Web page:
Intellectually I know he has good medical care and we will do what he needs and we are lucky enough to have the family and friend support as well as financial support to confidently know we will be able to do that no matter what form “what he needs” takes, but I still just would rather know.  And intellectually I know that multiple doctors have indicated that they don’t expect any long-term issues with him, but who really does expect long-term issues?!?

Side grumble: as I went to type this title into blogspot, typing Hea in the line pulled up Heart and Eggplant.

Happy St. Patrick's Day!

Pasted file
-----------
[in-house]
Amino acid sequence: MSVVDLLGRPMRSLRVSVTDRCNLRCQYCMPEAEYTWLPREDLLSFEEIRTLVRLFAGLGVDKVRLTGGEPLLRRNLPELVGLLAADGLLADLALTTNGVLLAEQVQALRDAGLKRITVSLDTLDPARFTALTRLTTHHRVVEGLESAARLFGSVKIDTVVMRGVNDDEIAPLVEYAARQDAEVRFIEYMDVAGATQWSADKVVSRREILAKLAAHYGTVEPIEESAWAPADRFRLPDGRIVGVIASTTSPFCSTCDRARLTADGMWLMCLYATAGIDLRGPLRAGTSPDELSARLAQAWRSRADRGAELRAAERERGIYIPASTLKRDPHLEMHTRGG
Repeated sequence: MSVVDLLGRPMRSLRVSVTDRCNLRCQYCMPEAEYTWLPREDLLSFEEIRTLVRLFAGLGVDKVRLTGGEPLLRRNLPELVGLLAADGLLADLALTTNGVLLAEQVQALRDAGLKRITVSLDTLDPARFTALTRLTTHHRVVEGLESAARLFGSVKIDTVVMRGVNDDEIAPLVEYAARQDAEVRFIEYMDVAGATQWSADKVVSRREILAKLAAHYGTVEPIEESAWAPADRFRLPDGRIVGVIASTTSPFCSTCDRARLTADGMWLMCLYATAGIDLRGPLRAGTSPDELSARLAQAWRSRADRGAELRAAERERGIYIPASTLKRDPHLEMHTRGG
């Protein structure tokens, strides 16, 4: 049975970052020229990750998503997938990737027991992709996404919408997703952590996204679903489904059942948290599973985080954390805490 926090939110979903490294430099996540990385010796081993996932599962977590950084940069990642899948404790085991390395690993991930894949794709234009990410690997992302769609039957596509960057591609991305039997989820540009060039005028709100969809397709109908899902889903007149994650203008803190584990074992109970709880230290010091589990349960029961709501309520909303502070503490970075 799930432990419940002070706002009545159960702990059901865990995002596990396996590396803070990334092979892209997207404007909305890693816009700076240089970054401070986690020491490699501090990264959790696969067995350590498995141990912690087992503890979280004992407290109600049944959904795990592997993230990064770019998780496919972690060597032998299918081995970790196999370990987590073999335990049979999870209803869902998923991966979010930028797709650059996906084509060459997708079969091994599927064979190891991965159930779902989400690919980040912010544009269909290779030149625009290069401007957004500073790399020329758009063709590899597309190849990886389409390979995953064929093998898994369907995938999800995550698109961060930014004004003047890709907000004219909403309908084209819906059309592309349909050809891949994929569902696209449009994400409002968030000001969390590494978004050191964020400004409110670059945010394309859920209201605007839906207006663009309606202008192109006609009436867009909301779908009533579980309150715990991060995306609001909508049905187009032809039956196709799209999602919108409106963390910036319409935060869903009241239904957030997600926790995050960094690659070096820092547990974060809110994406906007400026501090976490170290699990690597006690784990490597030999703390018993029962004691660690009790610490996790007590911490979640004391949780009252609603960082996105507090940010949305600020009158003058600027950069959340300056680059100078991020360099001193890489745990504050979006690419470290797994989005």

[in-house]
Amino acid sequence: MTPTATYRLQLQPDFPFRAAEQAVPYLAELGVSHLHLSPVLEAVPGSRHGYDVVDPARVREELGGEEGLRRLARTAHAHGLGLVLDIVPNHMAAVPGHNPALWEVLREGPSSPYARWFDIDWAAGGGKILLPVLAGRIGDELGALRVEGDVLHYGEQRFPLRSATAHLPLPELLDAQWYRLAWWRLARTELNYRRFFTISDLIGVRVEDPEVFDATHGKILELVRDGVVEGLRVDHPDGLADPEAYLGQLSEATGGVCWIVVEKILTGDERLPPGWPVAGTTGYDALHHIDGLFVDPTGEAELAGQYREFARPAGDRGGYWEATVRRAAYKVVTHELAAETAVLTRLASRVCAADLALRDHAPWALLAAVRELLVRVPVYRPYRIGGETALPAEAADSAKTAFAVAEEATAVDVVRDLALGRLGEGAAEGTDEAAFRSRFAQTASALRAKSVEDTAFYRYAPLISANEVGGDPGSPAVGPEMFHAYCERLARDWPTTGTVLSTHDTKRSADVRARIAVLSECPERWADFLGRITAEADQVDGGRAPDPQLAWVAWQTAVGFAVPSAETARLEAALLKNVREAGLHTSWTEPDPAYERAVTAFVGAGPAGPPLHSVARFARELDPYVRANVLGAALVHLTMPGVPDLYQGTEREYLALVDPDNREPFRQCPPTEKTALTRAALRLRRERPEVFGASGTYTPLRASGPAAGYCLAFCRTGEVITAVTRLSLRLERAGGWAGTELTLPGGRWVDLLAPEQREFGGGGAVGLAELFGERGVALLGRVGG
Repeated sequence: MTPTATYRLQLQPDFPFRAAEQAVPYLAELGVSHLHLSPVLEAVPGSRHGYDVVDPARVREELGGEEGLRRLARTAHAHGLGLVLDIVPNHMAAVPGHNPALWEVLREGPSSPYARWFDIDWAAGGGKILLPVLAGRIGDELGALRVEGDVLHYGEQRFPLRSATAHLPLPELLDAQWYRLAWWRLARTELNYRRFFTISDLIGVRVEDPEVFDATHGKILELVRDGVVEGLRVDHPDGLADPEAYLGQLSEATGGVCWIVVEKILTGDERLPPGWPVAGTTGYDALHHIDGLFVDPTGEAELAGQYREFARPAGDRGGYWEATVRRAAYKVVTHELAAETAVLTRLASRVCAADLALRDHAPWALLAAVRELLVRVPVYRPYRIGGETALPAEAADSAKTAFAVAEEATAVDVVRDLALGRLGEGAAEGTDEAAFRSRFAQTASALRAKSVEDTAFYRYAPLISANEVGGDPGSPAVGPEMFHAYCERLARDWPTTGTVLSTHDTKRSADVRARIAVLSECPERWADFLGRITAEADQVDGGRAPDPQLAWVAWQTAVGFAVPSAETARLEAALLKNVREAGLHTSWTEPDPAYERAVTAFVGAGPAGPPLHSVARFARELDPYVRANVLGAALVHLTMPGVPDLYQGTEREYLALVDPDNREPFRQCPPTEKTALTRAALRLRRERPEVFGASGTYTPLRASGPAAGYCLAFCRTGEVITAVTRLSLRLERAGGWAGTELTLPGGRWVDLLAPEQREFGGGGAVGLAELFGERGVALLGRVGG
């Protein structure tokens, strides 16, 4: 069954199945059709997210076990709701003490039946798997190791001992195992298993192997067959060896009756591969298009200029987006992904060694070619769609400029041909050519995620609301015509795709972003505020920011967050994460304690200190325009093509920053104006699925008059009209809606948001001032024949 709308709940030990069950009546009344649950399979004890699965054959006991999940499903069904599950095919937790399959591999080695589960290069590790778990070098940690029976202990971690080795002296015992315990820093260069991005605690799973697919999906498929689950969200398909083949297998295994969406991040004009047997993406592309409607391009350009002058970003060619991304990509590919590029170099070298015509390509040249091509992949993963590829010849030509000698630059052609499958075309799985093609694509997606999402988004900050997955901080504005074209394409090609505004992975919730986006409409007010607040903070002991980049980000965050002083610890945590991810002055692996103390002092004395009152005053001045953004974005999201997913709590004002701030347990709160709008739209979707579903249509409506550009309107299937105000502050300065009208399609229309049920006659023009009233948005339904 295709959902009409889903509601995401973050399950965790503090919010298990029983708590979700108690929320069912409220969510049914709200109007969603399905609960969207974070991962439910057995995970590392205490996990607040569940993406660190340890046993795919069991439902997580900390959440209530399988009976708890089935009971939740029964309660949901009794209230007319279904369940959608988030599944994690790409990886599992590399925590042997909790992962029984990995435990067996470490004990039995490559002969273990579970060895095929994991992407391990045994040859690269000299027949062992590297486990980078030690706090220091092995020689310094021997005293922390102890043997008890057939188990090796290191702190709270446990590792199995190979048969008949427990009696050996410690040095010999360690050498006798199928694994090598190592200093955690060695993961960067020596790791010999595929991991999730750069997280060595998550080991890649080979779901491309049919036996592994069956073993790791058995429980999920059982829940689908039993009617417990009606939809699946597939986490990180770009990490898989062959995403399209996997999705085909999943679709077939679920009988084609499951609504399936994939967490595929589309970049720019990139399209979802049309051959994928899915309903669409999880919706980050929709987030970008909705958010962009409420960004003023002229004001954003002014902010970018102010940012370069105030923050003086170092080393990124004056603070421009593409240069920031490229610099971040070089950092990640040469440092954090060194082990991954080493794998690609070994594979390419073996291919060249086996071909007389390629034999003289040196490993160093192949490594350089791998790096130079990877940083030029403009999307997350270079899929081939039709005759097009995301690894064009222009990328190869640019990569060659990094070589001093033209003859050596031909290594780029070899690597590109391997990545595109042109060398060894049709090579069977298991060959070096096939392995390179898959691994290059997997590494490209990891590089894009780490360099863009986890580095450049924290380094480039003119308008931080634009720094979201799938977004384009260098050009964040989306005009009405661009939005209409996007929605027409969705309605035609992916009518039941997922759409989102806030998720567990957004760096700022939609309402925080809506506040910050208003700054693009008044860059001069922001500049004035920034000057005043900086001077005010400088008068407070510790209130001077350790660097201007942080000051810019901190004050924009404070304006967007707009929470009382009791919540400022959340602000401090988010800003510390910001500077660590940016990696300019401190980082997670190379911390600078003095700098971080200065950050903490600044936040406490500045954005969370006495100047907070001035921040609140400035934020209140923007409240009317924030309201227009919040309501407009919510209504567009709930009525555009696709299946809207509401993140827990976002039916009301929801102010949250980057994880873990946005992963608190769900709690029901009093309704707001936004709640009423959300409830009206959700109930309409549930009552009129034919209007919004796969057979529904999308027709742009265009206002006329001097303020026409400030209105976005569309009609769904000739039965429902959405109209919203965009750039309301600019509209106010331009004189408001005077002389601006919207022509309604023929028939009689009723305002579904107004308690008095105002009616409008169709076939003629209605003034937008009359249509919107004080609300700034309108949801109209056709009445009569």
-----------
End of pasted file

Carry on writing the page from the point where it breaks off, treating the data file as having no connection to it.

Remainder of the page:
"It's me first St. Patrick's Day!" is the text of the shirt

I need Trajan to get back to have a more cooperative model.  He is out of town enjoying time with his grandparents, aunt, uncle and cousins.  Either that or I need to find the actual camera instead of trying to get away with taking pictures with my phone!

I actually thought St. Patrick's Day was yesterday for a good part of the day.  This is a fun week: Pi Day, the Ides of March and St. Patrick's Day!

Tuesday, March 15, 2011

Size Comparison

So, we have friends who have a baby who is almost a month younger than Chiron (1.5 months older than him adjusted). They were over Sunday and we made a size comparison:

Chiron is on the right. Not too far off in size!

She definitely has his butt kicked in the head control department though.

Ok, when I reviewed these, she's a fair bit bigger than him and does look older too. But not as far as I had expected...

Monday, March 14, 2011

Happy Pi Day!

Dairy Cow Express!